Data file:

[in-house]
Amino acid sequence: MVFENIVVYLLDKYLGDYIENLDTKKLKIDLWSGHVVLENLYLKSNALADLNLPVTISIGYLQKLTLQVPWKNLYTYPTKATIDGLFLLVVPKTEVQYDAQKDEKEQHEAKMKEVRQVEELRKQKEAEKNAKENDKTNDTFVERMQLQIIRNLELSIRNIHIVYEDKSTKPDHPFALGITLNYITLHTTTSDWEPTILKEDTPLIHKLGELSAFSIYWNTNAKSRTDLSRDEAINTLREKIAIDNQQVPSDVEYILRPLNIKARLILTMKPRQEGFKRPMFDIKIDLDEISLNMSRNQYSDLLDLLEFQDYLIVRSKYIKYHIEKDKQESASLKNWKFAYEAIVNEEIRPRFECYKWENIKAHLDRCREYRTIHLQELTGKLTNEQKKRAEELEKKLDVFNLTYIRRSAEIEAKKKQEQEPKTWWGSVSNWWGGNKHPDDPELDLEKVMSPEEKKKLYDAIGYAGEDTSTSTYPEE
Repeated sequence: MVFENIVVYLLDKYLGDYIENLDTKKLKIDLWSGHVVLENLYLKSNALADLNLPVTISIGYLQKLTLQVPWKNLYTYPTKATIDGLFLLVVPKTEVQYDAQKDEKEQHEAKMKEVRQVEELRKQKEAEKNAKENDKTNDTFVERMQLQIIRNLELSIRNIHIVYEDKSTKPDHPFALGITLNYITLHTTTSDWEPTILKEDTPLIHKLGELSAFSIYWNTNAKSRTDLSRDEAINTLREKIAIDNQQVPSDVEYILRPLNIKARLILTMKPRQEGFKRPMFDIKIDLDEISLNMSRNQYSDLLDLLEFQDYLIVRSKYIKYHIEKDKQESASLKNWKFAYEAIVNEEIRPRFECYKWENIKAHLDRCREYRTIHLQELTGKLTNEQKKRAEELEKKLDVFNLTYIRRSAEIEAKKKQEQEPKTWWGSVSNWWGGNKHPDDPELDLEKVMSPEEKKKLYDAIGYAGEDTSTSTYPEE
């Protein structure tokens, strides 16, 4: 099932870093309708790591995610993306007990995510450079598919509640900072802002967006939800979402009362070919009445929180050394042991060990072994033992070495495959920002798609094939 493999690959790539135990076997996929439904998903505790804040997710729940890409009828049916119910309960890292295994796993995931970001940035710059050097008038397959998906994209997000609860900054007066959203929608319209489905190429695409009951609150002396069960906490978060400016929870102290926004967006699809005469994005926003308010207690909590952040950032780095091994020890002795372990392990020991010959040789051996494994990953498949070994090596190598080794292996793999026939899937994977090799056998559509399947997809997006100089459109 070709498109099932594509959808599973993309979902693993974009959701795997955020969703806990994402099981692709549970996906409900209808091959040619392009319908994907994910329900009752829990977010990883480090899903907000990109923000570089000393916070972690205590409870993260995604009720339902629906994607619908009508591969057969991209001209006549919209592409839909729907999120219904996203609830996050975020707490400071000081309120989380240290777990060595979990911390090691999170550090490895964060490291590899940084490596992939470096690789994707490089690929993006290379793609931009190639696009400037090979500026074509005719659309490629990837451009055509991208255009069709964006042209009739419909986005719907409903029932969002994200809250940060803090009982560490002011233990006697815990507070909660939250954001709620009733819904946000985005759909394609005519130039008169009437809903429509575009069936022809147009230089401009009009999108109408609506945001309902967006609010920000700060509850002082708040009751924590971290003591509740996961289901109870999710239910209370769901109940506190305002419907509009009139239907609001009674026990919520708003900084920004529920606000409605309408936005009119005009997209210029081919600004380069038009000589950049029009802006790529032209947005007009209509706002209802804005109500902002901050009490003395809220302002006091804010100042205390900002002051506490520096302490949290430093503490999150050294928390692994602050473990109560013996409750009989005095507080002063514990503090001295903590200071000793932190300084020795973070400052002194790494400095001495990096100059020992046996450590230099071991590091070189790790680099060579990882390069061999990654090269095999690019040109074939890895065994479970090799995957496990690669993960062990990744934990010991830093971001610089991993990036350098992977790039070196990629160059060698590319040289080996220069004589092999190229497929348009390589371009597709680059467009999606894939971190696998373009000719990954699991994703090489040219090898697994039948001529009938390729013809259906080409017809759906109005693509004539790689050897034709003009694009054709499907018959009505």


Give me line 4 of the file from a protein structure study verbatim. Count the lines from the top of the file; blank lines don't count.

């Protein structure tokens, strides 16, 4: 099932870093309708790591995610993306007990995510450079598919509640900072802002967006939800979402009362070919009445929180050394042991060990072994033992070495495959920002798609094939 493999690959790539135990076997996929439904998903505790804040997710729940890409009828049916119910309960890292295994796993995931970001940035710059050097008038397959998906994209997000609860900054007066959203929608319209489905190429695409009951609150002396069960906490978060400016929870102290926004967006699809005469994005926003308010207690909590952040950032780095091994020890002795372990392990020991010959040789051996494994990953498949070994090596190598080794292996793999026939899937994977090799056998559509399947997809997006100089459109 070709498109099932594509959808599973993309979902693993974009959701795997955020969703806990994402099981692709549970996906409900209808091959040619392009319908994907994910329900009752829990977010990883480090899903907000990109923000570089000393916070972690205590409870993260995604009720339902629906994607619908009508591969057969991209001209006549919209592409839909729907999120219904996203609830996050975020707490400071000081309120989380240290777990060595979990911390090691999170550090490895964060490291590899940084490596992939470096690789994707490089690929993006290379793609931009190639696009400037090979500026074509005719659309490629990837451009055509991208255009069709964006042209009739419909986005719907409903029932969002994200809250940060803090009982560490002011233990006697815990507070909660939250954001709620009733819904946000985005759909394609005519130039008169009437809903429509575009069936022809147009230089401009009009999108109408609506945001309902967006609010920000700060509850002082708040009751924590971290003591509740996961289901109870999710239910209370769901109940506190305002419907509009009139239907609001009674026990919520708003900084920004529920606000409605309408936005009119005009997209210029081919600004380069038009000589950049029009802006790529032209947005007009209509706002209802804005109500902002901050009490003395809220302002006091804010100042205390900002002051506490520096302490949290430093503490999150050294928390692994602050473990109560013996409750009989005095507080002063514990503090001295903590200071000793932190300084020795973070400052002194790494400095001495990096100059020992046996450590230099071991590091070189790790680099060579990882390069061999990654090269095999690019040109074939890895065994479970090799995957496990690669993960062990990744934990010991830093971001610089991993990036350098992977790039070196990629160059060698590319040289080996220069004589092999190229497929348009390589371009597709680059467009999606894939971190696998373009000719990954699991994703090489040219090898697994039948001529009938390729013809259906080409017809759906109005693509004539790689050897034709003009694009054709499907018959009505």